Code deals with anyone who "publicly insults or vilifies"
the national flag or "other emblem" of the State,
punishable by imprisonment for up to four years. It encompasses
those who publicly insult or vilify the national colours as
distinct from the flag.
In Norway there is no enactment relating
to desecration of Norway's own flag. However the General Civil
Penal Code, consistent with the Vienna Convention, protects
the flags and national coats of arms of other countries
Any person who in the realm publicly insults the flag or
national coat of arms of a foreign State, or who is accessory
thereto, shall be liable to fines or to detention or imprisonment
for a term not exceeding one year. The same penalty
shall apply to any person who in the realm offends a foreign
State by committing violence against or by threatening or
offensive behaviour towards any representative of that State,
or by intruding into, causing damage to, or soiling any
building or room used by any such representative, or who
is accessory thereto.
There are similar provisions in Sweden and
In Portugal article 332 of the Penal Code,
dating from 1999, provides that
who by words, gesture, in writing or by any other means
of public communication, desecrates the Republic, national
flag or the national anthem the symbols or emblems of the
Portuguese sovereignty, or in any other way fails to pay
them their due respect, shall be punished with a prison
sentence of up to 2 years or with a pecuniary penalty of
up to 240 days.
Turkey has gained attention for the vehemence
of statements by the armed forces about protection of the
national honour and the ineptness of prosecutions of figures
such as writer Orhan Pamuk
(guilty of acknowledging the historicity of massacres of Kurds
and Armenians) or cartoonists who depicted the head of state
as a frog. It is an offence under sections 301 and 305 of
the Penal Code to insult "the Turkish nation", including
denigration of Kemal Atatürk or the president, destruction
of the flag, defacement of Turkish currency or criticism of
the armed forces and police.
The General Staff responded to flag burning by teenage Kurds
in March 2005 with the comment
is traitorous behavior. Everyone should know very well that
neither this country's indivisible integrity nor the
glorious Turkish flag, which is a symbol of that unity and
integrity, will ever be left without their protectors.
The Turkish nation has experienced many betrayals besides
its countless triumphs throughout its history. However,
it has never seen such a vileness by its so-called citizens
in its own territories. Such a desecration against the Turkish
flag by so-called citizens in its country is totally unexplainable
and unjustifiable. It is nothing but treason.
the Turkish flag (although not that of the US) attracts a
sentence of one to three months imprisonment.
In India display of the Indian national flag
is governed by the 1950 Emblems & Names (Prevention
of Improper Use) Act and 1971 Prevention of Insults
to National Honour Act.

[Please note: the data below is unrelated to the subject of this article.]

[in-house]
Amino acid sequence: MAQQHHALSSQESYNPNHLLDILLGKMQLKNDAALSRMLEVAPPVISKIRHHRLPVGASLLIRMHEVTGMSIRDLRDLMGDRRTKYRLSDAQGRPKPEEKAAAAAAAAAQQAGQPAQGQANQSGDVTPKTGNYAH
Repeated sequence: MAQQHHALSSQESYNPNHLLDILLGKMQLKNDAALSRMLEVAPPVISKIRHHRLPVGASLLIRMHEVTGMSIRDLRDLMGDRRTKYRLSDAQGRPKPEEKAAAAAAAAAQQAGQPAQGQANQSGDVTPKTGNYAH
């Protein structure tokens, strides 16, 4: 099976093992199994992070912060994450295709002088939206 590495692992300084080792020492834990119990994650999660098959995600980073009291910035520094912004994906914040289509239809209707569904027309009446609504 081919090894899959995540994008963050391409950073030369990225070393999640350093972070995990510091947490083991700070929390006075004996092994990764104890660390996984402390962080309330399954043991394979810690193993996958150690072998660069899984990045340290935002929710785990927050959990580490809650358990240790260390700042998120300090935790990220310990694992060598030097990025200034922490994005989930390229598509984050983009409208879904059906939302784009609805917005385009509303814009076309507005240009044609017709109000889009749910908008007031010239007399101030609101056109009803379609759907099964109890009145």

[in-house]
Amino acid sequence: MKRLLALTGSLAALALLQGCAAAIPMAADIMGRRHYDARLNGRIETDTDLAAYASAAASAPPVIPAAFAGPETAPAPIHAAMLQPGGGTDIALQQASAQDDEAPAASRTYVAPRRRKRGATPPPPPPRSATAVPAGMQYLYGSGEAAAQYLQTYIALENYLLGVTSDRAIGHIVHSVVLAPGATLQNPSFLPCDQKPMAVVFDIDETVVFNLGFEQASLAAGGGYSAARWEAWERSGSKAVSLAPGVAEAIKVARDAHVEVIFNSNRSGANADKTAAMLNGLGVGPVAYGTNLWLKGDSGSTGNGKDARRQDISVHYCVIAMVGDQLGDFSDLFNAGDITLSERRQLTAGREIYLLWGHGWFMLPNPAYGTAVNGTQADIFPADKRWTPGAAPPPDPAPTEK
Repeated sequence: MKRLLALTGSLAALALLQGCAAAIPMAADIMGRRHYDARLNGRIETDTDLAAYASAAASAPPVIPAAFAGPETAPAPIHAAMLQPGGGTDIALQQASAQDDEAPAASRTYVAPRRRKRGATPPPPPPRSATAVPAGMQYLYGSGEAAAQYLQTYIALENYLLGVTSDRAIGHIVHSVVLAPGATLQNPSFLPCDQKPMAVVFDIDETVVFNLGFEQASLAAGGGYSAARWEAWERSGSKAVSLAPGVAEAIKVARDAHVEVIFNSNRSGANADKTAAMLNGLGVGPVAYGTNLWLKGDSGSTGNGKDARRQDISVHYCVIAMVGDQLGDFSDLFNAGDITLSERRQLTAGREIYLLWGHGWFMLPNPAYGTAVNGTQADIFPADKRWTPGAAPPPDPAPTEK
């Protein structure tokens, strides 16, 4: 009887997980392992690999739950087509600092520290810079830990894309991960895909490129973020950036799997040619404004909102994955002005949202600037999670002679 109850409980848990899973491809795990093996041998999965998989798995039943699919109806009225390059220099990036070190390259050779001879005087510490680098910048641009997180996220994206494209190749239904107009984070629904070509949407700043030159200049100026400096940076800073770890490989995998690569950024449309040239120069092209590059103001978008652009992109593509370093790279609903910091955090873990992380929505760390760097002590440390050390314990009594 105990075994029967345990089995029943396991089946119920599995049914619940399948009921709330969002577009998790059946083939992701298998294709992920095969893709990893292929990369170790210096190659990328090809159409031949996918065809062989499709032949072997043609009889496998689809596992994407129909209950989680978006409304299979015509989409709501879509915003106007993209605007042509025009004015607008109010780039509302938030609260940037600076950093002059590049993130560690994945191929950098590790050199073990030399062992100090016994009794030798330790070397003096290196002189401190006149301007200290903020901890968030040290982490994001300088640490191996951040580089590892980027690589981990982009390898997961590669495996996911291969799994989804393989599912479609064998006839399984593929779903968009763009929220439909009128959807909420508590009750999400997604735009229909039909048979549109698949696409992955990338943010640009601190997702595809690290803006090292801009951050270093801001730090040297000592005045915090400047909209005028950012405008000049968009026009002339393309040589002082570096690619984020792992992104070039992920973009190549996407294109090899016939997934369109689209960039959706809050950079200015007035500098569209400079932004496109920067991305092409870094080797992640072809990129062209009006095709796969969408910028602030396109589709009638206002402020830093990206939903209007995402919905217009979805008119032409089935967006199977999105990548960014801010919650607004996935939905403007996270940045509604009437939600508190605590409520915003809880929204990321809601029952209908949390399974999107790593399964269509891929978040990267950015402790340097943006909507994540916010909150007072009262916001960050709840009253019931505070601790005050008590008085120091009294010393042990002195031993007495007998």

The Flag Code encompasses punishment for one who "burns,
mutilates, defaces, defiles disfigures, destroys, tramples
upon or otherwise brings into contempt (whether by words,
either spoken or written, or by acts)" the flag in a
public place or in public view. It also makes it an offence
to show "disrespect" to the flag, including use
of the flag "as a portion of costume or uniform",
on "cushions, handkerchiefs or napkins", as "covering
for a statue" and allowing the flag to "touch the
ground" or "trail in water".
In Egypt, Iraq, Iran, Palestine and Saudi
Arabia desecration of the national flag is a criminal offence,
typically punishable by up to 20 years imprisonment. There
is less protection for the flags of other states; burning
the flag of the 'Great Satan' (or effigies of the US President
and figures such as the Australian Prime Minister) is a recurrent
media event endorsed - if not organised - by authorities in
several of those countries.
In China "insult" to the national
flag is a criminal offence. Article 299 of the Criminal Code
purposely insults the national flag, national emblem of
the PRC in a public place with such methods as burning,
destroying, scribbling, soiling, and trampling is to be
to be sentenced to not more than three years of fixed-term
imprisonment, criminal detention, control or deprived of
penalty was introduced into the Hong Kong SAR under the 1997
National Flag and National Emblem Ordinance, upheld
by the Hong Kong Court of Appeal in 1999 as "necessary
for national cohesion" after claims that it was contrary
to Article 39 of the Basic Law by restricting rights and freedoms
enjoyed by Hong Kong residents under the International Covenant
on Civil & Political Rights (ICCPR). The Court commented
that restrictions on freedom of speech contained in the Ordinance
were limited and justified by the need to protect other values
that were also worthy of constitutional protection.
Article 160 of the Taiwan Criminal Code prohibits
desecration of the national flag and that of Sun Yat Sen.
Article 118 criminalises desecration of foreign national flags
In Japan there is no law against damaging
the Japanese flag (although vigilantes since the 1960s have
on occasion assassinated protestors who were incautious enough
to deface or destroy the flag).
However there are enactments prohibiting destruction or defacement
of the flags of other nations.